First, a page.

Affordable housing is increasingly hard to find in today’s market. According to data from Trulia, America’s inventory of starter homes has decreased by almost half compared to 6 years ago while prices rose by almost 58%. As consumers recovered from the housing crisis and Great Recession, more people became financially able to own a home. The existing supply was quickly consumed, leading to the current imbalance.
Recent polls suggest that affordable housing woes will continue through 2018 and beyond. According to a Reuters poll of property market analysts, home prices are expected to increase at almost double the rate of wages through 2018. Home prices are predicted to gain 5.7% more over the course of the year, while average annual earnings growth is predicted to be 2.8% – slightly above the predicted inflation rate of 2.5%.
Wages are finally beginning to rise as unemployment levels reach new lows. May’s 3.8% unemployment level is the lowest since 2000. However, the pressure on employers to find workers hasn’t produced proportionally higher wages. Annual wage increases are still stuck below 3%. Wage growth may hit the 4% range by 2019 – but the Reuters poll predicts that home prices are still likely to beat out wages with a 4.3% growth rate in 2019. The supply issue is expected to ease in 2020 as home prices are expected to rise by only 3.6%.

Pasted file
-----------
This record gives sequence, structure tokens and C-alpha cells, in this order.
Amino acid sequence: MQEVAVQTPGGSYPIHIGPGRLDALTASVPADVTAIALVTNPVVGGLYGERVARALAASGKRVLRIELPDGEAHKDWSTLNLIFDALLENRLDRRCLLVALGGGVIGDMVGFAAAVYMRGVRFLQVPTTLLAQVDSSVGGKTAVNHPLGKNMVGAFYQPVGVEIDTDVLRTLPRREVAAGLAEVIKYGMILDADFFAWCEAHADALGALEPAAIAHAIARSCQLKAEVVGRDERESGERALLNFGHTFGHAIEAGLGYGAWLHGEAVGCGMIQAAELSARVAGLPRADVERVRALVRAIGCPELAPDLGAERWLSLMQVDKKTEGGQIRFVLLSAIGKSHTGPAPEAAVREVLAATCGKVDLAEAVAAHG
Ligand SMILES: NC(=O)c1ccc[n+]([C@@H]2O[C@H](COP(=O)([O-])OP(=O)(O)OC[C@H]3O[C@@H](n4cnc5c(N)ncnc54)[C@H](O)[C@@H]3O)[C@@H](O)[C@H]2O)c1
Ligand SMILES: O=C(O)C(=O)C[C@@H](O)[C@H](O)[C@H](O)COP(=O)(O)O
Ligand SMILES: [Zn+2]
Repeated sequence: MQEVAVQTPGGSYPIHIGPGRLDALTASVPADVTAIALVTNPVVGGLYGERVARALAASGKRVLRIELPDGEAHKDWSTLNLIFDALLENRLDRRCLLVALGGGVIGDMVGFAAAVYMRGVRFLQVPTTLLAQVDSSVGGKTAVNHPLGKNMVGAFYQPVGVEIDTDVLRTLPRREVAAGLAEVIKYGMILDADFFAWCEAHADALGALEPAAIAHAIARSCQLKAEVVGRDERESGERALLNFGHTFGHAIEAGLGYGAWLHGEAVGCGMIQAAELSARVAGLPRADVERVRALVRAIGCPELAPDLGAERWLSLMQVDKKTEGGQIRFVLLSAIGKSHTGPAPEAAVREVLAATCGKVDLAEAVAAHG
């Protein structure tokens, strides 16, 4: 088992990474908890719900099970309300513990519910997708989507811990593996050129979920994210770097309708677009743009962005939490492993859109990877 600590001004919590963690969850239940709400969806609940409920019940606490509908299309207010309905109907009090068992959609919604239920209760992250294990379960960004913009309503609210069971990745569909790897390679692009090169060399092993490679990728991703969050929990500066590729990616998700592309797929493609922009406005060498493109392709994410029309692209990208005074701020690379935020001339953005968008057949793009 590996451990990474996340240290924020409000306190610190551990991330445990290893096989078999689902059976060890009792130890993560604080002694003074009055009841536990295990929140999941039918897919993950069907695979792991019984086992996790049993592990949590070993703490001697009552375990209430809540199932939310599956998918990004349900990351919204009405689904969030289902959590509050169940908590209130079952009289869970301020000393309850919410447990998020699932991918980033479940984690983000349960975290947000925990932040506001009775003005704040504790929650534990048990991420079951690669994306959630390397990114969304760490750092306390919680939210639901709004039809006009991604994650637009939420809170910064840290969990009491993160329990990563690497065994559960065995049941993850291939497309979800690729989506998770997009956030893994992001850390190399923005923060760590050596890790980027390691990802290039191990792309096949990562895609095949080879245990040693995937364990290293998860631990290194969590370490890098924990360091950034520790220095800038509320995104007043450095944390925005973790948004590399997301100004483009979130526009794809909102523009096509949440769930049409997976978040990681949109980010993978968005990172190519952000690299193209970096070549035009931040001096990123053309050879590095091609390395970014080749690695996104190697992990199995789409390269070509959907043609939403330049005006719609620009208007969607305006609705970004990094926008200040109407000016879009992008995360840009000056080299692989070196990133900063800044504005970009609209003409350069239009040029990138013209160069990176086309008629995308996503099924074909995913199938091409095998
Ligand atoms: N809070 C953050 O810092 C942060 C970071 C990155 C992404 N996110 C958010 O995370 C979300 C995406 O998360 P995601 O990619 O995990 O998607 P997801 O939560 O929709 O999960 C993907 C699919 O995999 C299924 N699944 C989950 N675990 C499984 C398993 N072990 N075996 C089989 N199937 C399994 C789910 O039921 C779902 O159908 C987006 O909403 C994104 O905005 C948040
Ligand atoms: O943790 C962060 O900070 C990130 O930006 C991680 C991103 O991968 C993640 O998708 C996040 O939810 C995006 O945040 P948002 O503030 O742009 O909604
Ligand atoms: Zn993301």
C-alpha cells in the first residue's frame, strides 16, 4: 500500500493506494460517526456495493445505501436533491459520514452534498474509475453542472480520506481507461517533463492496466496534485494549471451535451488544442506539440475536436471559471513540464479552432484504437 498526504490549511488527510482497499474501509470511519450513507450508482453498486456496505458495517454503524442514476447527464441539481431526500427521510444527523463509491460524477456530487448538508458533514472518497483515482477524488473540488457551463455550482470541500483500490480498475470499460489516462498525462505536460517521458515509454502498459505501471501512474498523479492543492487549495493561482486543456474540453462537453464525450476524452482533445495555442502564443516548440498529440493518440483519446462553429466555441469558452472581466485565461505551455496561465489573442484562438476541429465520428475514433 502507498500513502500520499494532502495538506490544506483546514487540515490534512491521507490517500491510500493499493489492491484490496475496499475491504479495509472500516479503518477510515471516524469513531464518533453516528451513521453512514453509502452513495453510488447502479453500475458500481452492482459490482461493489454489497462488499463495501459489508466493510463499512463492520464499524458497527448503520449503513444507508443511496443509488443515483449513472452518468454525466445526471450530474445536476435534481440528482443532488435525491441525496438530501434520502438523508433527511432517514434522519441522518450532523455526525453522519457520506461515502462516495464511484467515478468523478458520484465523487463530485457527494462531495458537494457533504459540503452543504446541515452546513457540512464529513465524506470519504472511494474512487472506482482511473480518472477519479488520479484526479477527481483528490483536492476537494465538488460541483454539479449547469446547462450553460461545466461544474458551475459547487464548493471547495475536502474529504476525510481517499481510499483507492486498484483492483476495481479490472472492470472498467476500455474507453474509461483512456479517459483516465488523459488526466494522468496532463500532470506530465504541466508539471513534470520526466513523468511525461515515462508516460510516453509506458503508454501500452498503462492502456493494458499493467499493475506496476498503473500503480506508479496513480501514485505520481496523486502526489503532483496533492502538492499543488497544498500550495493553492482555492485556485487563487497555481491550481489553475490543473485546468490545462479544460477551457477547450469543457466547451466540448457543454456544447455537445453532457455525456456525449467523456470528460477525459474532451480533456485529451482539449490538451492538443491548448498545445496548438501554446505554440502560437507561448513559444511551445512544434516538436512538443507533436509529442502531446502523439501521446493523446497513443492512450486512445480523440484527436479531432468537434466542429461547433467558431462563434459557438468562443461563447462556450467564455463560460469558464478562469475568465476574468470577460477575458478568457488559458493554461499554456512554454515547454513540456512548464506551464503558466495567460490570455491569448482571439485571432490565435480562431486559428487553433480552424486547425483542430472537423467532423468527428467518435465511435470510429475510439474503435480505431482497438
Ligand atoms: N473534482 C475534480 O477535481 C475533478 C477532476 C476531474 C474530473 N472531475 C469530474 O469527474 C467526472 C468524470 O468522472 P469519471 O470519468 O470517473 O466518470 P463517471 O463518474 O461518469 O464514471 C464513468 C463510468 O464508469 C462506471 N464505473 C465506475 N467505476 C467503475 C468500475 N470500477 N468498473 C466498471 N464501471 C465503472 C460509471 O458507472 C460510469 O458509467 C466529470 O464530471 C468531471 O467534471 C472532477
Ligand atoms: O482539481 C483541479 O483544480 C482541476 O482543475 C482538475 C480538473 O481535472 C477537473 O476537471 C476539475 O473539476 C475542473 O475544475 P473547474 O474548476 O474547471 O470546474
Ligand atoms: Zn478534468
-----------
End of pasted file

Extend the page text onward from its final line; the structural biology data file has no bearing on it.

Unfortunately, the home price correction may come from the demand side instead of the supply side. While housing starts continue to trend upward, not enough of them are in the affordable range. Even though demand is high, rising land and labor costs make it difficult for developers to make money catering to the lower-end market.
Yet another obstacle is that mortgage interest rates are rising – although, in historical terms, today’s 4.7% rate is still a decent deal. From 1972 to 2008, mortgage interest rates were never below 5%. The Federal Reserve is expected to continue to raise interest rates throughout 2018 and 2019 to bring them back toward historical norms. Reuters predicts the average interest rate on a 30-year mortgage to reach 5% by the end of 2019, but it may be sooner.